India’s ministry of consumer affairs last week sent out a notification that presented restaurant-goers with a conundrum – whether or not they should pay service charge.
The ministry stated that it had received complaints that hotels and restaurants were levying a service charge of 5-20 percent, which customers were forced to pay, irrespective of the quality of service provided. This, according to the ministry, was tantamount to unfair trade practice. It clarified, that customers can refuse to pay service charge if they are unsatisfied with the service provided.
What The Clarification Means
According to the ministry’s latest clarification, customers need not pay the service charge added to their food or hotel bill, if they are not satisfied with the service provided. The government has also made it mandatory for all establishments to display this clarification on their premises.
The Consumer Protection Act, 1986 provides that a trade practice which, for the purpose of promoting the sale, use or the supply of any goods or for the provision of any service, adopts any unfair method or deceptive practice, is to be treated as an unfair trade practice and that a consumer can make a complaint to the appropriate consumer forum established under the Act against such unfair trade practicesMinistry of Consumer Affairs Notification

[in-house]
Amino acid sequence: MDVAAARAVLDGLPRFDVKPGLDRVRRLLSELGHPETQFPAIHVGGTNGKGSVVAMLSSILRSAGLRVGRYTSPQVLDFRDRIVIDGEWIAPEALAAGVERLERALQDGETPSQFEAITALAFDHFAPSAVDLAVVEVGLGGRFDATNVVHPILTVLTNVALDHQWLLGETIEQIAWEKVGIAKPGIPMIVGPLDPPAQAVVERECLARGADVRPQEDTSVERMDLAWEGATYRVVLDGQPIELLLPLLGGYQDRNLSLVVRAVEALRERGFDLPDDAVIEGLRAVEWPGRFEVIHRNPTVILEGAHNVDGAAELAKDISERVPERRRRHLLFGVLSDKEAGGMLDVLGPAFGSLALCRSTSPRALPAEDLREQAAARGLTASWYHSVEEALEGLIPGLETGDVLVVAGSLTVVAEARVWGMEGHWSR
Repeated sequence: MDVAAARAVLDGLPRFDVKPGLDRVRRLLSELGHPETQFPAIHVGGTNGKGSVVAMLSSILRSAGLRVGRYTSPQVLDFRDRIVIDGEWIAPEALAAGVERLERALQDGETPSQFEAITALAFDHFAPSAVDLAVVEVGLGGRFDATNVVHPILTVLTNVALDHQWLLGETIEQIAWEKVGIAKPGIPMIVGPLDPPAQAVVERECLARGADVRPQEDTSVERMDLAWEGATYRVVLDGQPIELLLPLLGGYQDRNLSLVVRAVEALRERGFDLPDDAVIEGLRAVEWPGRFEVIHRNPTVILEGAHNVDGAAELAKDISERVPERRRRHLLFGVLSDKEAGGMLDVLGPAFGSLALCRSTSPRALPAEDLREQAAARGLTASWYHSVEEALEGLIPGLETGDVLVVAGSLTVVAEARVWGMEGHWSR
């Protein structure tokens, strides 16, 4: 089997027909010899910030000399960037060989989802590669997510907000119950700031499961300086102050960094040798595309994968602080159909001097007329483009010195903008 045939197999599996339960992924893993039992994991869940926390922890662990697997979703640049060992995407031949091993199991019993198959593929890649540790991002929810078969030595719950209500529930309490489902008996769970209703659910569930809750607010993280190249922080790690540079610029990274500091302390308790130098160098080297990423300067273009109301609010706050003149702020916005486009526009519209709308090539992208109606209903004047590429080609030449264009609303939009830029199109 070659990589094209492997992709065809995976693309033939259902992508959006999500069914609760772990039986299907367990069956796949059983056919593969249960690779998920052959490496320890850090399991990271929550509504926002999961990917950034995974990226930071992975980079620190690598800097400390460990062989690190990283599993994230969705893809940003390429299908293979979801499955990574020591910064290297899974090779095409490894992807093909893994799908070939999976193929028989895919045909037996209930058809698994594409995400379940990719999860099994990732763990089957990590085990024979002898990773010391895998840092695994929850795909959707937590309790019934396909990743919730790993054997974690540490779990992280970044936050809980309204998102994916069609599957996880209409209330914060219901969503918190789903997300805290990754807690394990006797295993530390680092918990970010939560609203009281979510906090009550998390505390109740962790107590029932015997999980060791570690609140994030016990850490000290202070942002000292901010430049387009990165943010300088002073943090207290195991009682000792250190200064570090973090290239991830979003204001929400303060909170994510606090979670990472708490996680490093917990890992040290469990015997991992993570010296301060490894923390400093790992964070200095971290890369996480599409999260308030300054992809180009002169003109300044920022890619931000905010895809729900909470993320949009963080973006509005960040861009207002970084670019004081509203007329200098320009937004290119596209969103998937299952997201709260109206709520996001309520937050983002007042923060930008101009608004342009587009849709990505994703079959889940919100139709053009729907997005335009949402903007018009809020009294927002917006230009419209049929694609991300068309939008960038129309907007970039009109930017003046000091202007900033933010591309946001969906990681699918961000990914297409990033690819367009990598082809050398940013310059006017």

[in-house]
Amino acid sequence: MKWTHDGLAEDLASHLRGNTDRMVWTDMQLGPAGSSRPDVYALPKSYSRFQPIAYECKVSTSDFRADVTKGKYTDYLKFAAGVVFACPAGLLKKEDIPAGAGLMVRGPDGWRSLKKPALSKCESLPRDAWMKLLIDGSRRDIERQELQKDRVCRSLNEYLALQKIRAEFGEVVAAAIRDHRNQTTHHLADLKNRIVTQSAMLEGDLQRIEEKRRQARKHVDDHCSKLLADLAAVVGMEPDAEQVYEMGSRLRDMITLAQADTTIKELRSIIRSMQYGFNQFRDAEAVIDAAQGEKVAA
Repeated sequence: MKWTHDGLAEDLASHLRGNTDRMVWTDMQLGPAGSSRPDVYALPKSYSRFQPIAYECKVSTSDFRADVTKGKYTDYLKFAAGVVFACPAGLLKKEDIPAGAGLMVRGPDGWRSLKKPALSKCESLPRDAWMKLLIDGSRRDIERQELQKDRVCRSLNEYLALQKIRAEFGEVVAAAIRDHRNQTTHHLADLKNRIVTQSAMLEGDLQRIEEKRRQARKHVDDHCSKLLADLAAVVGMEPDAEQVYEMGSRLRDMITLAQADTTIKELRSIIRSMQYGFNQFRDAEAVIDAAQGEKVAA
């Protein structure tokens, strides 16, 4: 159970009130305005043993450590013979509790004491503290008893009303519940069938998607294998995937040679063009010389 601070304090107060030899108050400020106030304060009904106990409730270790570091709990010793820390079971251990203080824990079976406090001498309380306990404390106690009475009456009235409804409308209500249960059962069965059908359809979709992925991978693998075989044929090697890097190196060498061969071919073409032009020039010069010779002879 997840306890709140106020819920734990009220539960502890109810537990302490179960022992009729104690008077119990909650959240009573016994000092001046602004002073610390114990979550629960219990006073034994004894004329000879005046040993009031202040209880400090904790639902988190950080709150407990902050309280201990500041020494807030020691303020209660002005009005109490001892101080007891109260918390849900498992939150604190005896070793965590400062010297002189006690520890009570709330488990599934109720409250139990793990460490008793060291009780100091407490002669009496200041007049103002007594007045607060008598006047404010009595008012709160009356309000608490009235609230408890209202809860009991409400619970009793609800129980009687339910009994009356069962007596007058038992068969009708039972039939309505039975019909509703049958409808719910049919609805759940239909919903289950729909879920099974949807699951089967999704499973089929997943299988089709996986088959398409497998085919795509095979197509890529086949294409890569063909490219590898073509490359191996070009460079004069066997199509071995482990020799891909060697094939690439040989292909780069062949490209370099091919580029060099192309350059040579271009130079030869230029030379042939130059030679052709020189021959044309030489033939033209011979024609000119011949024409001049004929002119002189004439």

A survey carried out by LocalCircles, a citizen and consumer engagement platform shows that most consumers would prefer service charge to be optional. In fact 68 percent of those surveyed opted for restaurant bills to include a check box, which could be ticked “Yes” if they were satisfied with the service and willing to pay the tip.
Service Tax Or Service Charge?
It’s happened to the best of us. Often we end up treating service tax and service charge as one and the same. It’s confusing, and often people don’t bother to read the fine print at the end of a sumptuous meal.
The same survey revealed that 61 percent of the consumers surveyed wanted service charge to be renamed as “tip”. It’s short and sweet and simple to understand.
Many Mumbaikars BloombergQuint spoke to were concerned that the ‘tip’ or service charge is kept by the management and owners and never really reaches the staff. Others said that a service charge was justified and welcomed the government’s move to make it optional. They also stated that they were willing to pay an additional tip, if they found the service to be exceptional.